OEMs and Tier 1 suppliers face their own risks when they choose to work with startups. Occasionally, the larger companies will be developing their own products in a target market while simultaneously sourcing from a startup. That creates a risk of IP leaks within the larger organization. The established company will be very good at protecting its own assets from the startup but may have insufficient protections in place for the startup’s IP, which could damage the startup’s business and create potential liabilities for the established company down the road.

Perhaps a bigger risk for established players in working with startups is the possibility that the emerging company may go out of business or be acquired by a competitor. However, the most important risk is also the most fundamental: program and schedule risk. If the startup is unable to deliver as promised, Tier 1 or OEM customers could be putting entire programs at risk. Delays in R&D could force a platform design overhaul or require a platform to launch without the features that motivated the relationship with the startup in the first place. Delays during the production phase could result in line stoppages at the OEM at a cost of multiple millions of dollars per day.

When the risks are worth the effort
Given how challenging it can be for startups to meet the production requirements of the automotive industry and how risky it can be for car OEMs to incorporate unproven technology into their production vehicles, an obvious question for both sides of the relationship is why they should even make the effort.

Certainly, for the startups, there may be easier markets to go after with faster “time to money.” However, because the automotive industry has such high barriers to entry, the companies that are able to break through will have fewer competitors with which to share the market, resulting in higher profit margins. Furthermore, once production revenue starts, the product lifecycle in automotive is much longer than in most other markets, ensuring a stable source of revenue and profits. Finally, over the long run, across multiple economic cycles, the automotive industry has demonstrated an ability to maintain a fairly healthy and stable growth rate.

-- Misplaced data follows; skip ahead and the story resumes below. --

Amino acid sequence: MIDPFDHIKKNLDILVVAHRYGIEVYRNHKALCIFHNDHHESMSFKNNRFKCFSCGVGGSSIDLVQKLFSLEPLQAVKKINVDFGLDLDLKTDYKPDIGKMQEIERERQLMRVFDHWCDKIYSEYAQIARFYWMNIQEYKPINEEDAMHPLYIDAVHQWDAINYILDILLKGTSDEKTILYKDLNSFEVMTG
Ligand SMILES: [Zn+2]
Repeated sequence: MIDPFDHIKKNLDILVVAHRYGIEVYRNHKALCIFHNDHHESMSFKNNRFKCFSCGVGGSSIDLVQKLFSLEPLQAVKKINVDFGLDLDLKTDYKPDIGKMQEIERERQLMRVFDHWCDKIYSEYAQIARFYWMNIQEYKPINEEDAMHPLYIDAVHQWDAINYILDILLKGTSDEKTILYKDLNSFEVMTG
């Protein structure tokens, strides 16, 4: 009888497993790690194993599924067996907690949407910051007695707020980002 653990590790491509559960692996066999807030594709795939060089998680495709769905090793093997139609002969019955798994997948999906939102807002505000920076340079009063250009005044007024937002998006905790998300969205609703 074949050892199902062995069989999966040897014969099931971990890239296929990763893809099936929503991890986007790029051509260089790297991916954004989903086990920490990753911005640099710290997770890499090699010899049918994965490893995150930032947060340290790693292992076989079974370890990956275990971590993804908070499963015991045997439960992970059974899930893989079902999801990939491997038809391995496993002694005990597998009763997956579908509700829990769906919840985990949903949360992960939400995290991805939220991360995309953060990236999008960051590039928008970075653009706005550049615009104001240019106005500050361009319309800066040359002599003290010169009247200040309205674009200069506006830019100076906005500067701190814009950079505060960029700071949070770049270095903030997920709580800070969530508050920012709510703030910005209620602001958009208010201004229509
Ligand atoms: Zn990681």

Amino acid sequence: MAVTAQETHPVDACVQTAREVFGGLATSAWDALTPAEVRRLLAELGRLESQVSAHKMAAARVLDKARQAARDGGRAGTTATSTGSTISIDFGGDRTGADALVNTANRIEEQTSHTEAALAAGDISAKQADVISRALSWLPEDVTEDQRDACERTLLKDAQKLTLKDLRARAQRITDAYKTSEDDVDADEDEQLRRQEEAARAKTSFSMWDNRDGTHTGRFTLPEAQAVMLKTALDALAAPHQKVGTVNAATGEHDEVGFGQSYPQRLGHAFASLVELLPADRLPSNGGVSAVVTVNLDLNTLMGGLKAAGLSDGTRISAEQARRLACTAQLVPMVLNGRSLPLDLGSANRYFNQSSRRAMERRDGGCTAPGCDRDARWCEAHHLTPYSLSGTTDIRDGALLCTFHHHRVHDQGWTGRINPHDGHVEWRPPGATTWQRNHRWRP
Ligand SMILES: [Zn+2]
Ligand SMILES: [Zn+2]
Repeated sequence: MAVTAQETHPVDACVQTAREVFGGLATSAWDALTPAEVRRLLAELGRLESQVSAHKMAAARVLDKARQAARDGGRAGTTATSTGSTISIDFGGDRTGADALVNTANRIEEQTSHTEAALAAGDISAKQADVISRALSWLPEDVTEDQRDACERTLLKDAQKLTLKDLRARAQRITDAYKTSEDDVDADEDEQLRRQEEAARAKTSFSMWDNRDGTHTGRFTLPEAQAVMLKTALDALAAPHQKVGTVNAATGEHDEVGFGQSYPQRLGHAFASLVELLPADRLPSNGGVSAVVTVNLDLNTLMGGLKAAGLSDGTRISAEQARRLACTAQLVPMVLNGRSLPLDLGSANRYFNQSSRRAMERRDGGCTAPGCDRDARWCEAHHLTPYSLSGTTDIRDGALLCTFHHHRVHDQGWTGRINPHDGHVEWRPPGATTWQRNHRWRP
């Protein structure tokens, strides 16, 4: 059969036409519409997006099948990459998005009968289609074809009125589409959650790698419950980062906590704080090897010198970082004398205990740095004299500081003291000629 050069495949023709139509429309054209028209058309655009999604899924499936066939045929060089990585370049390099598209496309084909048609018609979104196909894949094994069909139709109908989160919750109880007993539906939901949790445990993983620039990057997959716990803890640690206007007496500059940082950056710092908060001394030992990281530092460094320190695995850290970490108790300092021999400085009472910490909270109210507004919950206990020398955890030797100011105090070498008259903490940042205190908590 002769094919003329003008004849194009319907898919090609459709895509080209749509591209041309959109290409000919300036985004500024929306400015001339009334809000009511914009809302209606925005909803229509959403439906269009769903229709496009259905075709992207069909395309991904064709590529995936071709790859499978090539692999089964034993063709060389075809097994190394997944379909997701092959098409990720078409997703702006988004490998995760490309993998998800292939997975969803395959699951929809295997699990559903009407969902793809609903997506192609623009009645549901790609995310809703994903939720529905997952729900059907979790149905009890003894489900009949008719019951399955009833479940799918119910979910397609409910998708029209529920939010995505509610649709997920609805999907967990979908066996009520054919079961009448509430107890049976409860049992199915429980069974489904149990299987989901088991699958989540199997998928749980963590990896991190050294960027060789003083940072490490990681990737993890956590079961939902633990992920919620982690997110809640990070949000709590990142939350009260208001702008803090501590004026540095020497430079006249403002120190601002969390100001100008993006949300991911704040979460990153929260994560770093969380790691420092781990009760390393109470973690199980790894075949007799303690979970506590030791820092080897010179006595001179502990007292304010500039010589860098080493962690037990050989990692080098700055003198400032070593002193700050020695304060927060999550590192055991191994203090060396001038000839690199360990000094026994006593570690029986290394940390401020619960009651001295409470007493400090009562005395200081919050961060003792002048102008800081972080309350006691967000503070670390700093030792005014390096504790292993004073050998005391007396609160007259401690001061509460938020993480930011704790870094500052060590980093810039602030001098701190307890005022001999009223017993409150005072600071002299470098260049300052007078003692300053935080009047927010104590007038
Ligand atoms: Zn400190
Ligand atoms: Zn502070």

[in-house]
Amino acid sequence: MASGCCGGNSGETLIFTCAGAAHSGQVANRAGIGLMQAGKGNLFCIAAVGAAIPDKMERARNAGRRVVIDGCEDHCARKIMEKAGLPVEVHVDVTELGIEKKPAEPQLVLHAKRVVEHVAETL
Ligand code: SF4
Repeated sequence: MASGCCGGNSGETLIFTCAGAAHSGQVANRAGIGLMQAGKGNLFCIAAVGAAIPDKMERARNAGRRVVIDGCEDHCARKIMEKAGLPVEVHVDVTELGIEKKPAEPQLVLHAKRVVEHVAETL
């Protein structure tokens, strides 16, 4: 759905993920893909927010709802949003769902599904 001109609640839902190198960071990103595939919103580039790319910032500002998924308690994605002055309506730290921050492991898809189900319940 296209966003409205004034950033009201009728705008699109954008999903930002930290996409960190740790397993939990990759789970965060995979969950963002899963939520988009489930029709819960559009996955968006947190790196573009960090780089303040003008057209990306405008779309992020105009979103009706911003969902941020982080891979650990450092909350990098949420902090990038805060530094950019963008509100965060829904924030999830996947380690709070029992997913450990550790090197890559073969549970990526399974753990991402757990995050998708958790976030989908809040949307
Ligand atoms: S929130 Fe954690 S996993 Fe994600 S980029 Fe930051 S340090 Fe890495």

For the OEMs and established Tier 1 suppliers, working with select startups can provide rapid access to new technologies, often at a much lower cost than if they had developed the technology themselves or commissioned it from their traditional supply chain partners. Rather than build and resource their own projects from the ground up and compete internally for limited budget inside their bureaucracies, they can quickly adopt new technology from dedicated, focused, and agile external teams. If the larger company aspires to enter the market that is being evangelized by the startup, establishing a solid supplier relationship early on can make it easier to consider that startup as an acquisition target down the road.

So how can both sides increase their chances of making such a seemingly precarious engagement succeed? Part 3 will present some strategies.

1The Automotive LiDAR Market.” Yole Développement, April 2018.

2IATF 16949:2016. International Automotive Task Force (IATF), October 2016.

3Junko Yoshida, “AV Safety Ventures Beyond ISO 26262.” EE Times, March 5, 2019.

4Tanja Kufner, “Automotive startups grow with increasing OEM uncertainty – here is how.” AutomotiveIQ, Oct. 9, 2018.



The author is Drue Freeman, Board Member, Sand Hill Angels; Adviser Board Member, Silicon Catalyst










The post Risky Relationship between Startups and Auto Industry appeared first on EETimes.

Plan C Live: How Maker Educators Adapted During This COVID-19 Semester